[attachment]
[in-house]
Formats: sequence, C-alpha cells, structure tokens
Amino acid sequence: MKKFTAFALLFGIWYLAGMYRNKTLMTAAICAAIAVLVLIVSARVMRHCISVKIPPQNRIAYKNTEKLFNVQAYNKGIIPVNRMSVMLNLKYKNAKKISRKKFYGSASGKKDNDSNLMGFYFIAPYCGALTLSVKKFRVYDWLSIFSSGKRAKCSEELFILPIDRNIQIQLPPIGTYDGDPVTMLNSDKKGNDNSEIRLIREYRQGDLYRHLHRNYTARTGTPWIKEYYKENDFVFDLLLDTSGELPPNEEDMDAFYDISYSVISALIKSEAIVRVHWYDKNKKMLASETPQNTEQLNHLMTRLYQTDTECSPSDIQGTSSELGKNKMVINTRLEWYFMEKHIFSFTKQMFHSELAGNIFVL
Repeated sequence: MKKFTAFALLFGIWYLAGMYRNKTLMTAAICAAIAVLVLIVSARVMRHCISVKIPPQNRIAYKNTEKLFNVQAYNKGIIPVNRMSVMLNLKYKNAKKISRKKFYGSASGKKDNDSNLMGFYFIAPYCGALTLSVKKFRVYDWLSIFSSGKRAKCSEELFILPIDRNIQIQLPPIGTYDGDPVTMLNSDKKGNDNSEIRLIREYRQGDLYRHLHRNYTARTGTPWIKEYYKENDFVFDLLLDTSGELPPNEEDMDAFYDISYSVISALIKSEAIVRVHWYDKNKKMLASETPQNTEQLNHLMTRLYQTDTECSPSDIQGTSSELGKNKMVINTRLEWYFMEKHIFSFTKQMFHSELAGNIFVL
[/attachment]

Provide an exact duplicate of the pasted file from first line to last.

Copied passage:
[in-house]
Formats: sequence, C-alpha cells, structure tokens
Amino acid sequence: MKKFTAFALLFGIWYLAGMYRNKTLMTAAICAAIAVLVLIVSARVMRHCISVKIPPQNRIAYKNTEKLFNVQAYNKGIIPVNRMSVMLNLKYKNAKKISRKKFYGSASGKKDNDSNLMGFYFIAPYCGALTLSVKKFRVYDWLSIFSSGKRAKCSEELFILPIDRNIQIQLPPIGTYDGDPVTMLNSDKKGNDNSEIRLIREYRQGDLYRHLHRNYTARTGTPWIKEYYKENDFVFDLLLDTSGELPPNEEDMDAFYDISYSVISALIKSEAIVRVHWYDKNKKMLASETPQNTEQLNHLMTRLYQTDTECSPSDIQGTSSELGKNKMVINTRLEWYFMEKHIFSFTKQMFHSELAGNIFVL
Repeated sequence: MKKFTAFALLFGIWYLAGMYRNKTLMTAAICAAIAVLVLIVSARVMRHCISVKIPPQNRIAYKNTEKLFNVQAYNKGIIPVNRMSVMLNLKYKNAKKISRKKFYGSASGKKDNDSNLMGFYFIAPYCGALTLSVKKFRVYDWLSIFSSGKRAKCSEELFILPIDRNIQIQLPPIGTYDGDPVTMLNSDKKGNDNSEIRLIREYRQGDLYRHLHRNYTARTGTPWIKEYYKENDFVFDLLLDTSGELPPNEEDMDAFYDISYSVISALIKSEAIVRVHWYDKNKKMLASETPQNTEQLNHLMTRLYQTDTECSPSDIQGTSSELGKNKMVINTRLEWYFMEKHIFSFTKQMFHSELAGNIFVL